|Pakistan||1947||1||5||ideal||the star represents "light". The crescent and star symbolize progress and light respectively.|
|North Korea||1948||1||5||ideal||the Communist Star|
|People's Republic of China||1949||5||5||ideal||"Five Stars on a Field of Red" (紅地五星旗, Hóng dì wǔxīng qí), one large star representing the Communist Party surrounded by four smaller ones depicting the four social classes|
|Somalia||1954||1||5||ideal||"Star of Unity"|
|Ghana||1957||1||5||ideal||"the lodestar of African freedom"|
|Central African Republic||1958||1||5||ideal||The star "guides the steps of the Central African people towards freedom and emancipation."|
|Syrian Republic||1958; 1980||2||5||enumerate states||The 1958 flag was that of the United Arab Republic. The two stars originally represented Syria and Egypt as member states of that entity.|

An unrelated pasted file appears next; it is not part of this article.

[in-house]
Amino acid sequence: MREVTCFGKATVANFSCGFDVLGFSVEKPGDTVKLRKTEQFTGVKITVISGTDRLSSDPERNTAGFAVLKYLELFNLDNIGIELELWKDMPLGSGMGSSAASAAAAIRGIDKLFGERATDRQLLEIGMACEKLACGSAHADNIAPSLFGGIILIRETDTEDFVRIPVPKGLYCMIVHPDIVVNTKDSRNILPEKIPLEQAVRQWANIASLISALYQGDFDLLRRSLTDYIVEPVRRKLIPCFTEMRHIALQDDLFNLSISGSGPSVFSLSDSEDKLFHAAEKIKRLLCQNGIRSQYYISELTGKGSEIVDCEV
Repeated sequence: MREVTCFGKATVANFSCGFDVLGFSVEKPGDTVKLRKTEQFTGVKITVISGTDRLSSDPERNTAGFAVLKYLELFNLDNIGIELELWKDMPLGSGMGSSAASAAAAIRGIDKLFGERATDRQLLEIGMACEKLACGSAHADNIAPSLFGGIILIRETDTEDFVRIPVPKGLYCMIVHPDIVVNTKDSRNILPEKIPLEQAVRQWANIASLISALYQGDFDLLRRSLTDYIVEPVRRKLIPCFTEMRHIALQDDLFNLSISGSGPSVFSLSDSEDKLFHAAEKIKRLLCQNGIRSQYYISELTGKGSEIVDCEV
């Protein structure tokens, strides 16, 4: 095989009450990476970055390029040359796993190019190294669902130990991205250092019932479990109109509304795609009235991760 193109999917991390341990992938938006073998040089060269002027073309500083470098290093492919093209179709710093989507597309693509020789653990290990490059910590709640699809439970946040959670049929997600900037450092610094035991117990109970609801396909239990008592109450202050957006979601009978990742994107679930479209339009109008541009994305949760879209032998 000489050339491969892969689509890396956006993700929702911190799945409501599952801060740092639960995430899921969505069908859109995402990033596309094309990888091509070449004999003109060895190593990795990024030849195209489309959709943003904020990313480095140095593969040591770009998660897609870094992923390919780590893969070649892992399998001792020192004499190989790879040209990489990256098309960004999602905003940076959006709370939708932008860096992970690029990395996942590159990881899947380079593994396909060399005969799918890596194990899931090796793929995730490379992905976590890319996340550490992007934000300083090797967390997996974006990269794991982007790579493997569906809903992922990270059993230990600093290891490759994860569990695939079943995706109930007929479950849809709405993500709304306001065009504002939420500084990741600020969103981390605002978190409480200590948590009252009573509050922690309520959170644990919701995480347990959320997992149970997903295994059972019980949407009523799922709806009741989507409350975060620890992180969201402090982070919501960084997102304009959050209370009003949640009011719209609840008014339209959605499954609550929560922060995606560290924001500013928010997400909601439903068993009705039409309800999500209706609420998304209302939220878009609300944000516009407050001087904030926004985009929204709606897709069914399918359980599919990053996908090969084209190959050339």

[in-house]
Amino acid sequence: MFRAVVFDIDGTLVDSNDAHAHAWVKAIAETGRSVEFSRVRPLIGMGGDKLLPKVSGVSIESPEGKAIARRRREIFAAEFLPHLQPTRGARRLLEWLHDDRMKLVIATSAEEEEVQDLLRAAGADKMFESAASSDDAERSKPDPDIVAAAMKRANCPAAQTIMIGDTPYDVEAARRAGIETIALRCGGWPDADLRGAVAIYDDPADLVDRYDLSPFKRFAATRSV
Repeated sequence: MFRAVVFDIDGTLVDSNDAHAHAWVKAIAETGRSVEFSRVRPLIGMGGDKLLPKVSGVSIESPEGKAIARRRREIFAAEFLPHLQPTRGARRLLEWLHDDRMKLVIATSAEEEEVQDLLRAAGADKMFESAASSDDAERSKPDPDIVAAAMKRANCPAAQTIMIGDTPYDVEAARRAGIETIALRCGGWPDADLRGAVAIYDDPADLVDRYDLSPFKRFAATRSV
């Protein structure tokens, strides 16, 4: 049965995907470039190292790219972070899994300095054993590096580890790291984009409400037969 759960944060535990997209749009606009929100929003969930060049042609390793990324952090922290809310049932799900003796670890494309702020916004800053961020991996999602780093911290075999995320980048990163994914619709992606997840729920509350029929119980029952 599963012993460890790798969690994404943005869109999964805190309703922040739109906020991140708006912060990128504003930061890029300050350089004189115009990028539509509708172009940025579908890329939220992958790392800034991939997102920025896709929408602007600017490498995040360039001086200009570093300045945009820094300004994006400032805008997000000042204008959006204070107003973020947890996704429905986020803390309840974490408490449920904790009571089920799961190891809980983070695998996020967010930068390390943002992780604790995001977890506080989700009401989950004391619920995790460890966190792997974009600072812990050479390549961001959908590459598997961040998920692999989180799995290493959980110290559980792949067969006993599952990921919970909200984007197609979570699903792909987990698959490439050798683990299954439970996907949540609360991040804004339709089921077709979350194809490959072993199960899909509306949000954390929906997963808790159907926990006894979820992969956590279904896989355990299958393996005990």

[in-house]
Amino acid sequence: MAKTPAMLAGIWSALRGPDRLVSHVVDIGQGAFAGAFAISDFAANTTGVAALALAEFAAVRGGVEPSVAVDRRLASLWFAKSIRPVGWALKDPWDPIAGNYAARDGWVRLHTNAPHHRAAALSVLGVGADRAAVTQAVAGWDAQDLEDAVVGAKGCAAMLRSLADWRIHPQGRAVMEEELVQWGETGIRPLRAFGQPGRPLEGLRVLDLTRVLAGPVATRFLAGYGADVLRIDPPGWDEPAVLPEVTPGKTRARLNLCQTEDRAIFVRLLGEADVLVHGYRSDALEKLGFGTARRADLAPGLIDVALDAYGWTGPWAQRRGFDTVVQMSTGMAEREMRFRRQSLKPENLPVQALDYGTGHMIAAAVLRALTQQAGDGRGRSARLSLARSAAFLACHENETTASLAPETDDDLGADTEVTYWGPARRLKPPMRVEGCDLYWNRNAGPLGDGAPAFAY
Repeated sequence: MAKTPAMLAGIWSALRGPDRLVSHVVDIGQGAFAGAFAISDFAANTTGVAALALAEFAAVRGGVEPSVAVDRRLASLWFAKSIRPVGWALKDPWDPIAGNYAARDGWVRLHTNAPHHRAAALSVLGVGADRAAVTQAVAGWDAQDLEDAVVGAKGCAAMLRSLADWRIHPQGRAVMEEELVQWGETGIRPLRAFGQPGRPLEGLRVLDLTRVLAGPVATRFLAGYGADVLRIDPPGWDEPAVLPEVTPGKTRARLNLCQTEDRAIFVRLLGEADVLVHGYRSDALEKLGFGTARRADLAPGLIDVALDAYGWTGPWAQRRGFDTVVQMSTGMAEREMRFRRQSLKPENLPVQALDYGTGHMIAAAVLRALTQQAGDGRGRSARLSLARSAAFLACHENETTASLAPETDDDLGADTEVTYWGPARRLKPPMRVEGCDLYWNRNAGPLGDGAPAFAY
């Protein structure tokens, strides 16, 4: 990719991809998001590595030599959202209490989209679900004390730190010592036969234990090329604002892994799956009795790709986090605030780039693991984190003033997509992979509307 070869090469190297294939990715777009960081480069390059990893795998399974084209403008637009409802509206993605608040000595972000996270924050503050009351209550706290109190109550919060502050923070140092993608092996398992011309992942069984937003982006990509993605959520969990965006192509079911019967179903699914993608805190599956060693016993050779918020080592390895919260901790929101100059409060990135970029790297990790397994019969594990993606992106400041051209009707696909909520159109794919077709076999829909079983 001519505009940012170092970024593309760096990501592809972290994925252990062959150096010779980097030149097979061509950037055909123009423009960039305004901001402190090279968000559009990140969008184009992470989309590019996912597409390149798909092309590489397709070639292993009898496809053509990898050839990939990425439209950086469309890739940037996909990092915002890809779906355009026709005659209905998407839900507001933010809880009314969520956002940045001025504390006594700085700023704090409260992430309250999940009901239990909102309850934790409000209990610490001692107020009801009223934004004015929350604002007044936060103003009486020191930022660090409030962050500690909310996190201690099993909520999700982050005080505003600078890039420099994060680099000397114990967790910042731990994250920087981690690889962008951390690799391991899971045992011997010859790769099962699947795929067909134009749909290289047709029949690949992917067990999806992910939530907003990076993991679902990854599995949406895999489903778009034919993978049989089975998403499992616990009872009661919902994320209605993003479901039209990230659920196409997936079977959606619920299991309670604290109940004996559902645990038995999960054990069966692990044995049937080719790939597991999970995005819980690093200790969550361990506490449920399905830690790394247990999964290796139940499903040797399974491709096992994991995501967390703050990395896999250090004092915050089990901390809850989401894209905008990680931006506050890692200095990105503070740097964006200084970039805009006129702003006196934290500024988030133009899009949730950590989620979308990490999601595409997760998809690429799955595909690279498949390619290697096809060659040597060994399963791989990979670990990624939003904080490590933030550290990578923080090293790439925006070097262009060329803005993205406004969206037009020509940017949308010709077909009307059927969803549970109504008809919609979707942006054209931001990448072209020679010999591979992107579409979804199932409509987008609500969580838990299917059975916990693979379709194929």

|Mauritania||1959||1||5||star and crescent|
|Senegal||1960||1||5||The five points of the star are said to recall the human ideogram which was displayed in the middle of the flag of the former Mali Federation.|
|Algeria||1962||1||5||star and crescent|
|Malaysia||1963||1||14||enumerate states||a 14-pointed star alongside a crescent, representing the 13 member states plus the federal government|
|Singapore||1965||5||5||ideal||five stars alongside a crescent, representing "democracy, peace, progress, justice and equality". According to Lee Kuan Yew, the Chinese population wanted five stars (based on the flag of the People's Republic of China) and the Muslim population wanted a crescent moon.|
|Burundi||1967||3||6||ideal||"Unity, Work, Progress"|
|Papua New Guinea||1971||5||5||Southern Cross|
|Guinea-Bissau||1973||1||5||ideal||"the Black Star of Africa"|
|Angola||1975||1||5||ideal||in origin imitating the Communist Star|
|Cameroon||1975||1||5||ideal||"star of unity"|
|Suriname||1975||1||5||ideal||"The star represents the unity of all ethnic groups"|
|São Tomé and Príncipe||1975||2||5||enumerate islands|